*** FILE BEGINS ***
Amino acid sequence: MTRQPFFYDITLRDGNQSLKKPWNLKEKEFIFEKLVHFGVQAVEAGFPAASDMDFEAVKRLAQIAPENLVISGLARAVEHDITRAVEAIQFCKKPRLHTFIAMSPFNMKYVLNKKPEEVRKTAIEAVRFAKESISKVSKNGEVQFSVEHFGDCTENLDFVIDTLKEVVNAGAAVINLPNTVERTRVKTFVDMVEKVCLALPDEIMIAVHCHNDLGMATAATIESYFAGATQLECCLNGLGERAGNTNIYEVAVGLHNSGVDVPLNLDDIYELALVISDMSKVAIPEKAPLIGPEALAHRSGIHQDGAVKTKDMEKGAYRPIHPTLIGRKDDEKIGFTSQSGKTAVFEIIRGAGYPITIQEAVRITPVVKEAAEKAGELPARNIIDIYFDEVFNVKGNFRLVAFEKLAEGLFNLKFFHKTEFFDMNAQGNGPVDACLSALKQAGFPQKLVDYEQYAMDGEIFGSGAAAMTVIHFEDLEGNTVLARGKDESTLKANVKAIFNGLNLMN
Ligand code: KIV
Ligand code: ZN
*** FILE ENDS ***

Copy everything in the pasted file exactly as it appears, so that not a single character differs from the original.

Amino acid sequence: MTRQPFFYDITLRDGNQSLKKPWNLKEKEFIFEKLVHFGVQAVEAGFPAASDMDFEAVKRLAQIAPENLVISGLARAVEHDITRAVEAIQFCKKPRLHTFIAMSPFNMKYVLNKKPEEVRKTAIEAVRFAKESISKVSKNGEVQFSVEHFGDCTENLDFVIDTLKEVVNAGAAVINLPNTVERTRVKTFVDMVEKVCLALPDEIMIAVHCHNDLGMATAATIESYFAGATQLECCLNGLGERAGNTNIYEVAVGLHNSGVDVPLNLDDIYELALVISDMSKVAIPEKAPLIGPEALAHRSGIHQDGAVKTKDMEKGAYRPIHPTLIGRKDDEKIGFTSQSGKTAVFEIIRGAGYPITIQEAVRITPVVKEAAEKAGELPARNIIDIYFDEVFNVKGNFRLVAFEKLAEGLFNLKFFHKTEFFDMNAQGNGPVDACLSALKQAGFPQKLVDYEQYAMDGEIFGSGAAAMTVIHFEDLEGNTVLARGKDESTLKANVKAIFNGLNLMN
Ligand code: KIV
Ligand code: ZN